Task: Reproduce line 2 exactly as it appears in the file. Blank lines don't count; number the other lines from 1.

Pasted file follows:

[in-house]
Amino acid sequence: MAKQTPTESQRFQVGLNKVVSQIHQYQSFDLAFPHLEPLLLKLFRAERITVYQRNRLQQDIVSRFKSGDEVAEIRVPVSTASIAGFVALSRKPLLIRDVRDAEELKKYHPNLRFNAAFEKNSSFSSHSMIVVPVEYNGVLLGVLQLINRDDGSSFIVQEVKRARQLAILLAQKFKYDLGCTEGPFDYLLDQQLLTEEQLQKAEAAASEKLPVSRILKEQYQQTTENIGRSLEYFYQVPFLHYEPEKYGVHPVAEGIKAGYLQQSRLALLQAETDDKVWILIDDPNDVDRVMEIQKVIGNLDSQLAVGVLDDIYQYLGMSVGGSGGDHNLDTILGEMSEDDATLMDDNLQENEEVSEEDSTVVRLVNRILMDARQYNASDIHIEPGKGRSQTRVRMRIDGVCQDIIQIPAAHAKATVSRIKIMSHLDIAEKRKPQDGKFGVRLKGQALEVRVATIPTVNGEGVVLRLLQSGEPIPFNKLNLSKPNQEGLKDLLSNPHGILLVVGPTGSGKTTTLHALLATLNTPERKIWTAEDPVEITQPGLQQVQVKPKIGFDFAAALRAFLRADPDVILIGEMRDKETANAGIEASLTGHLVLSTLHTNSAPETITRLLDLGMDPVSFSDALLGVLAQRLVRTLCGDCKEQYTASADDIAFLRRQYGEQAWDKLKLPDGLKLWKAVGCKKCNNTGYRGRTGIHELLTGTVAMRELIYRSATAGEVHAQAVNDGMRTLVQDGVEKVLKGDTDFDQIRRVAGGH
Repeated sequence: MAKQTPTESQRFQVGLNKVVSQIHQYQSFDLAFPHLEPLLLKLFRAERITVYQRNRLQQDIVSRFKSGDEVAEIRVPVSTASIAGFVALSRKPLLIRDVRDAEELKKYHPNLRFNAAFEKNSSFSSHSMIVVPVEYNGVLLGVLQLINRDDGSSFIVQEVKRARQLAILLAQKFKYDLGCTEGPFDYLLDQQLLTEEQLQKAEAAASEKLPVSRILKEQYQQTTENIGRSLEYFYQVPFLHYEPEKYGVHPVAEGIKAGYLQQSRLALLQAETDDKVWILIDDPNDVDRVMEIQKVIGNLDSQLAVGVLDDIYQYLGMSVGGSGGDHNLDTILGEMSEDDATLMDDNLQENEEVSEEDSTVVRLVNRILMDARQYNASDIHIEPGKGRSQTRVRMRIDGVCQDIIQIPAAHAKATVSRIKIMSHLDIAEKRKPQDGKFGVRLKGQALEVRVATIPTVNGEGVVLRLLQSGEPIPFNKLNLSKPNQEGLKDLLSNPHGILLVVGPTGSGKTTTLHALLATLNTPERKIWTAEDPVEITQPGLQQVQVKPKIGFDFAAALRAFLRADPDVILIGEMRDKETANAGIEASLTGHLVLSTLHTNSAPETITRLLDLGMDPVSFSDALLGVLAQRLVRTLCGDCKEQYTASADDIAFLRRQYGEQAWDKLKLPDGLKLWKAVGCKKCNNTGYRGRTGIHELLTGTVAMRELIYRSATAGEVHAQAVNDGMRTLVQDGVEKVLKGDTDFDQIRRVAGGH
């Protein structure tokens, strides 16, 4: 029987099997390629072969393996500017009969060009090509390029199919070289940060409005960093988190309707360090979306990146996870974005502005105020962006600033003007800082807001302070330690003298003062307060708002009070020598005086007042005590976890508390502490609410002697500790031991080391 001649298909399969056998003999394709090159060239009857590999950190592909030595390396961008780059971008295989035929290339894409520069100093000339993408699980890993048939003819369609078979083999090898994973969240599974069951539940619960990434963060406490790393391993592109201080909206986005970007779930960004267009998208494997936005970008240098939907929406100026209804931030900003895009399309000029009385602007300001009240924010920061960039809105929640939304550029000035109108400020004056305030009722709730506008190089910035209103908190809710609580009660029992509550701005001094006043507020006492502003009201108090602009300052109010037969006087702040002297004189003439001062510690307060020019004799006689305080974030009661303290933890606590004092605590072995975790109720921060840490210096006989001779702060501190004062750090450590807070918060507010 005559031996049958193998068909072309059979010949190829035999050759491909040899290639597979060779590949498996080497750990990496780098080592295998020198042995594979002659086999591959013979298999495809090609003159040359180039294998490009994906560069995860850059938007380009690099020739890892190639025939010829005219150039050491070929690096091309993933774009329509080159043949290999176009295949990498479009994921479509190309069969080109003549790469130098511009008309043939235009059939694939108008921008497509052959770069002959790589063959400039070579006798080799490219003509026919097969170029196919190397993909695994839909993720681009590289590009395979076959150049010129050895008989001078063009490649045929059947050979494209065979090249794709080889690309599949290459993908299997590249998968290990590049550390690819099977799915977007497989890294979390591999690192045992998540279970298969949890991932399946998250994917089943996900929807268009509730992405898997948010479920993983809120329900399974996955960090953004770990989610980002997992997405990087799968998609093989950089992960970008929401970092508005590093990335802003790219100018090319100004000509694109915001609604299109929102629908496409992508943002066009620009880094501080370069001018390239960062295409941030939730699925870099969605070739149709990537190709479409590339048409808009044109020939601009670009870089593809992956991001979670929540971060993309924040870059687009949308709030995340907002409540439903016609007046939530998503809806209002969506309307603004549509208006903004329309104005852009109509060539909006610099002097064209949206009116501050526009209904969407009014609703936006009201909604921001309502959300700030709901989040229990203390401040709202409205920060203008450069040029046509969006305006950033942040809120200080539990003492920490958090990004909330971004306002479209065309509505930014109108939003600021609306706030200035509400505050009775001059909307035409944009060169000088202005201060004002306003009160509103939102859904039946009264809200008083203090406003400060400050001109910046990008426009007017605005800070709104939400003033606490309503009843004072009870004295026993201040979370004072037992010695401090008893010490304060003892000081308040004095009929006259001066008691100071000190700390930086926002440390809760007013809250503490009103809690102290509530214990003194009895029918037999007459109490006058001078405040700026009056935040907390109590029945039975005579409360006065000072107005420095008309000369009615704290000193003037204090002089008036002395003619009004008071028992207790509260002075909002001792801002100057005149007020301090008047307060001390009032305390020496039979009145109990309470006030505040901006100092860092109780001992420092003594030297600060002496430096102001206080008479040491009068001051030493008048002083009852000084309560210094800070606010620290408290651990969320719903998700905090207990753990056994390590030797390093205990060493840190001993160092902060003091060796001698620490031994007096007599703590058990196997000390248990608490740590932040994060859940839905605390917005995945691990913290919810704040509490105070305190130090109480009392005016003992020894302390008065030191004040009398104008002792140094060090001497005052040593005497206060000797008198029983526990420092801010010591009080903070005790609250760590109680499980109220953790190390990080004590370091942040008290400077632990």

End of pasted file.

Amino acid sequence: MAKQTPTESQRFQVGLNKVVSQIHQYQSFDLAFPHLEPLLLKLFRAERITVYQRNRLQQDIVSRFKSGDEVAEIRVPVSTASIAGFVALSRKPLLIRDVRDAEELKKYHPNLRFNAAFEKNSSFSSHSMIVVPVEYNGVLLGVLQLINRDDGSSFIVQEVKRARQLAILLAQKFKYDLGCTEGPFDYLLDQQLLTEEQLQKAEAAASEKLPVSRILKEQYQQTTENIGRSLEYFYQVPFLHYEPEKYGVHPVAEGIKAGYLQQSRLALLQAETDDKVWILIDDPNDVDRVMEIQKVIGNLDSQLAVGVLDDIYQYLGMSVGGSGGDHNLDTILGEMSEDDATLMDDNLQENEEVSEEDSTVVRLVNRILMDARQYNASDIHIEPGKGRSQTRVRMRIDGVCQDIIQIPAAHAKATVSRIKIMSHLDIAEKRKPQDGKFGVRLKGQALEVRVATIPTVNGEGVVLRLLQSGEPIPFNKLNLSKPNQEGLKDLLSNPHGILLVVGPTGSGKTTTLHALLATLNTPERKIWTAEDPVEITQPGLQQVQVKPKIGFDFAAALRAFLRADPDVILIGEMRDKETANAGIEASLTGHLVLSTLHTNSAPETITRLLDLGMDPVSFSDALLGVLAQRLVRTLCGDCKEQYTASADDIAFLRRQYGEQAWDKLKLPDGLKLWKAVGCKKCNNTGYRGRTGIHELLTGTVAMRELIYRSATAGEVHAQAVNDGMRTLVQDGVEKVLKGDTDFDQIRRVAGGH